ABC News’ Jason Ryan, Pierre Thomas and Jack Cloherty report:
The FBI video is remarkable: Russian spies digging up payoff money in New Jersey, handing off a bag in a New York train station and passing information in furtive meetings and “brush bys.”
It’s all part of the surveillance video released today of a decade-long FBI undercover operation that brought down Anna Chapman and the Russian spy ring operating in the United States.
The videos were released as part of a Freedom of Information Act request by ABC News and other news outlets.
In conjunction with the release of the videos, the FBI has also released more than 1,000 pages of highly redacted documents from the case that was dubbed Operation Ghost Stories because it was reminiscent of the Cold War’s cloak-and-dagger spy games.
The FBI tracked the spy ring known as the “Illegals” program across the United States with FBI agents and the Justice Department arresting the 10 spies June 27, 2010.
The case captured international attention with Russian bombshell Chapman providing an undercurrent of sex appeal and international intrigue in one of the biggest spy cases since the collapse of the Soviet Union.
Chapman covertly communicated with Russian government officials from the Russian Mission to the United Nations by using private wireless networks sent from her laptop computer.
One of the videos shows Chapman days before she was arrested interacting with an undercover FBI agent who approached her when she was having computer problems. The FBI agent was posing as a Russian consulate employee.
Captured from multiple angles in another video, Chapman appears in the FBI surveillance videos being monitored in an unnamed department store in New York City.
Also released is a video of Russian spy Mikhail Semenko dropping off $5,000 in cash at a park in Arlington, Va. According to court papers in the case prior to the June 26, 2010 video, an undercover FBI agent posing as a Russian agent had handed Semenko the cash during a meeting in downtown Washington, D.C.
Besides Chapman and Semenko, the case involved four couples living in the United States under assumed false identities while secretly working as covert Russian spies on long-term, “deep-cover” assignments to try to infiltrate U.S .policy-making circles.
The Russian spies used the fake name of Richard and Cynthia Murphy and lived in Montclair, N.J., Donald Howard Heathfield and Tracey Lee Ann Foley lived in Boston, Michael Zottoli and Patricia Mills lived together in Arlington, Va., and Seattle, and Juan Lazaro and Vicky Pelaez lived in Yonkers, N.Y.
The couples even had children together to add to their cover stories.
Also, Christopher Metsos – the Russian handler and alleged paymaster at the center of the spy ring who facilitated meetings and cash for the 10 Russian spies - posed as a Canadian citizen and regularly traveled to U.S. locations to meet with the spies, including numerous meetings in New York City in places such as coffee shops and book stores.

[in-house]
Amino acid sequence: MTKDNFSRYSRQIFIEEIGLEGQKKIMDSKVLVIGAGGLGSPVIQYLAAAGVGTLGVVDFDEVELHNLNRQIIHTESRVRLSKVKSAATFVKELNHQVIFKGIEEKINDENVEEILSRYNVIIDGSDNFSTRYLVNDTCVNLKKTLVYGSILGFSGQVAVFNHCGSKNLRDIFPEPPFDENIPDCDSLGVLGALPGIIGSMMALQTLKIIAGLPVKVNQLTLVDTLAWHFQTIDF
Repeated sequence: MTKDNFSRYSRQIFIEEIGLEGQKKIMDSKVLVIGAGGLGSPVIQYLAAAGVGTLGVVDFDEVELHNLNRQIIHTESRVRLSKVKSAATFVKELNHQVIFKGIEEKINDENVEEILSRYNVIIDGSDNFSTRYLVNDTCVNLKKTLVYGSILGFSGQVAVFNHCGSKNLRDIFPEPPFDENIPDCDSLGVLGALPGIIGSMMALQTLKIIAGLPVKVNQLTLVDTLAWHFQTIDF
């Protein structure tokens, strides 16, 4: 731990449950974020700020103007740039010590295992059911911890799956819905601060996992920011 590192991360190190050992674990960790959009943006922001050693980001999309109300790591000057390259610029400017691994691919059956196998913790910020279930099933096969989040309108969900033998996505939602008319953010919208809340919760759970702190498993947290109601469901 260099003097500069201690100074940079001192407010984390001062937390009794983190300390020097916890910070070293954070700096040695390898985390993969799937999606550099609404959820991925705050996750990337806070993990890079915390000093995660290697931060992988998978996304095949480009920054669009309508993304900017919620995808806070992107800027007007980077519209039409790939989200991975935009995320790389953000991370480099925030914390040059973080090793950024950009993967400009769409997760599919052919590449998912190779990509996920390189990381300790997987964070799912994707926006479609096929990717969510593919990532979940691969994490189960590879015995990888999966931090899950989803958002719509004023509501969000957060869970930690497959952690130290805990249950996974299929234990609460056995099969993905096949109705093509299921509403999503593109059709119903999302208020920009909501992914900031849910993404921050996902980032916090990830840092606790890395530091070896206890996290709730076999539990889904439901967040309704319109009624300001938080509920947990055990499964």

The videos show a brush pass between Metsos and an unidentified Russian government official at the Forest Hills, Queens, train station on the Long Island Rail Road May 16, 2004. Metsos received an orange bag stuffed with cash from the man who the FBI alleged worked at the United Nations Russia Mission.
Metsos drove to Wurtsboro, N.Y., the next day and buried the cash wrapped in duct tape in the ground. The FBI dug up the cash weeks later and photographed the evidence and reburied the package.
Another of the videos released shows the same location more than two years later and Russian spies Michael Zottoli and Patricia Mills digging up the money left by Metsos.
Metsos remains a fugitive and is believed to be in Russia. After the spies were arrested in the United States, Metsos was detained in Cyprus but mysteriously disappeared and failed to show up at a bail hearing a day later.
The agents operated at the direction of the Russia’s Foreign Intelligence Service, the SVR, the successor agency to Soviet Union’s KGB.
In a 2009 encrypted message deciphered by the FBI, the SVR provided two of the spies, Richard and Cynthia Murphy, with a communication that noted, “You were sent to USA for long-term service trip. Your education, bank accounts, car, house etc – all these serve one goal: fulfill your main mission, i.e. to search and develop ties in policymaking circles in US and send intels [intelligence reports] to C (enter),”
After the agents were arrested, the spy saga lasted almost two weeks in late June and July 2010 with the United States and Russia exchanging spies on the tarmac of an airport in Vienna, Austria on July 9. The spy swap occurred after the 10 spies admitted in New York federal court that they were Russian agents.
They were sentenced to 11 days of time served and expelled from the United States under the terms of the spy swap, which released four people who had been convicted of spying for the West.
Another suspected agent, Alexey Karetnikov, was deported from the United States in July 2010. He was arrested June 28, 2010, when the story broke but was only charged with immigration violations after the FBI could not find solid evidence that he was connected to the spy ring. Karetnikov had been working at Microsoft in Seattle before he was arrested.
Since the spy saga ended, Chapman has become a celebrity in Russia, posing in Maxim magazine and Russia’s Playboy. She has also taken a role in Vladimir Putin’s United Russia political party.
Earlier this year Alexander Poteyev, a former senior Russian intelligence officer, was tried in absentia in Moscow for allegedly exposing the spy ring. Poteyev left Moscow as the arrests were unfolding and is believed to be living in the West.
Although it operated with Cold War stealth and tactics, the spy network never obtained any classified information, FBI officials say.